After the latest Twitter hack, you may have been spurred to action to lock down your Twitter account by enabling two-factor authorization and use a strong and unique password. Such security measures will make it harder for hackers to get into your Twitter account, but there’s also a privacy side to Twitter’s settings — separate from security — that lets you control what information Twitter itself is allowed to share about you.
Twitter isn’t shy about sharing information with its business partners (read: advertisers) about you and your browsing habits. It passes on your data to help serve targeted ads on your feed, and it also collection information about you when you visit a site that has an embedded tweet or Twitter share button.
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If you care more about keeping your data private than you do about seeing ads in your feed that target your online habits and whereabouts, it’s easy to stop Twitter from sharing your information.
Twitter privacy settings
To do so, tap your account picture in the top-left and go to Settings and privacy> Privacy and safety and then scroll down and tap Personalization and data at the bottom of the page. At the top is a toggle switch to disable all personalization and data settings. You’ll find this setting on both mobile Twitter and on the web.
I turned them all off, but there are granular controls for ad personalization on Twitter itself and data Twitter can collect from your browsing history if you want to find a middle ground between keeping your data private and getting a more personalized Twitter experience.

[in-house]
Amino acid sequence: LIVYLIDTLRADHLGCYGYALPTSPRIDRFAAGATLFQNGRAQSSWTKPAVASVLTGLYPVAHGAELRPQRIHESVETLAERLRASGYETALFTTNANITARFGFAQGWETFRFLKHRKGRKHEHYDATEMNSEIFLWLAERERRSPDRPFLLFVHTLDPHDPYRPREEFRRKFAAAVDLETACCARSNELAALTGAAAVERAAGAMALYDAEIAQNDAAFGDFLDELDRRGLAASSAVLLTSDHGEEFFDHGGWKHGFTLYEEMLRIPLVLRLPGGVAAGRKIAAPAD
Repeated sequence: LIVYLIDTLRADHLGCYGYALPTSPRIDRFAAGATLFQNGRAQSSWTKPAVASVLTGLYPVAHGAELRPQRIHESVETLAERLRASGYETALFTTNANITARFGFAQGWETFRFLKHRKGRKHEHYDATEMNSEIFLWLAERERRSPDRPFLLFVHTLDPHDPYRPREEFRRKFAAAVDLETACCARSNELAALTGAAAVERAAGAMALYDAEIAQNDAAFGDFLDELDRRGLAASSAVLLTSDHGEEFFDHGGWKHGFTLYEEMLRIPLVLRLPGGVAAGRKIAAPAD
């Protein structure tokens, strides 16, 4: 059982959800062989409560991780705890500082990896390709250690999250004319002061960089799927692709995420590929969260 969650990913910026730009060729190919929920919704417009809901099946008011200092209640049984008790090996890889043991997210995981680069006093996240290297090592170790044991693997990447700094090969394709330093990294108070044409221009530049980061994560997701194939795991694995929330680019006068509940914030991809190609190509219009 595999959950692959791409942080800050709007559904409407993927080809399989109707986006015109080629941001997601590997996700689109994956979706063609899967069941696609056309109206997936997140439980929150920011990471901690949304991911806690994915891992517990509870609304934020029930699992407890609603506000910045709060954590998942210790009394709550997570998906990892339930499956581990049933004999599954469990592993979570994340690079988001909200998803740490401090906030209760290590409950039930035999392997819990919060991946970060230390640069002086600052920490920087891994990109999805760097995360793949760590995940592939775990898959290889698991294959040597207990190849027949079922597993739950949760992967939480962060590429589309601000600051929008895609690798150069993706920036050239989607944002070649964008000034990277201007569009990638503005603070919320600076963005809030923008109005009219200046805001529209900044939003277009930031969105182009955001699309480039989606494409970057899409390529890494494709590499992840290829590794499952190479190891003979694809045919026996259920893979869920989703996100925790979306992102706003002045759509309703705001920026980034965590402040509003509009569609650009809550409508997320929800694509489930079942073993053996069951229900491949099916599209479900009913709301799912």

If you head back to the Privacy and safety page in Settings, you’ll see a Location setting if you are using Twitter on your phone where you can disable Precise location. Toggling this setting off prevents Twitter from using your phone’s GPS to tailor the ads it serves you.
See what data Twitter has collected about you
Twitter also has an area where you can see the demographic, geographic and other ad-targeting data it has collected about you. Head to the Personalization and data page in settings, scroll to the bottom and tap See your Twitter data. Here, you can view and edit Your Profile but the better information can be found on the Interests and ad data tab. You can view and edit the interests Twitter assumes about you and also request a list of the advertisers with whom Twitter has shared your data be emailed to you.
Read more: You can also fine-tune your browser settings to improve your privacy in Chrome, Safari, Firefox, Edge and Brave, but if you’re worried about your online privacy, this is the browser to use.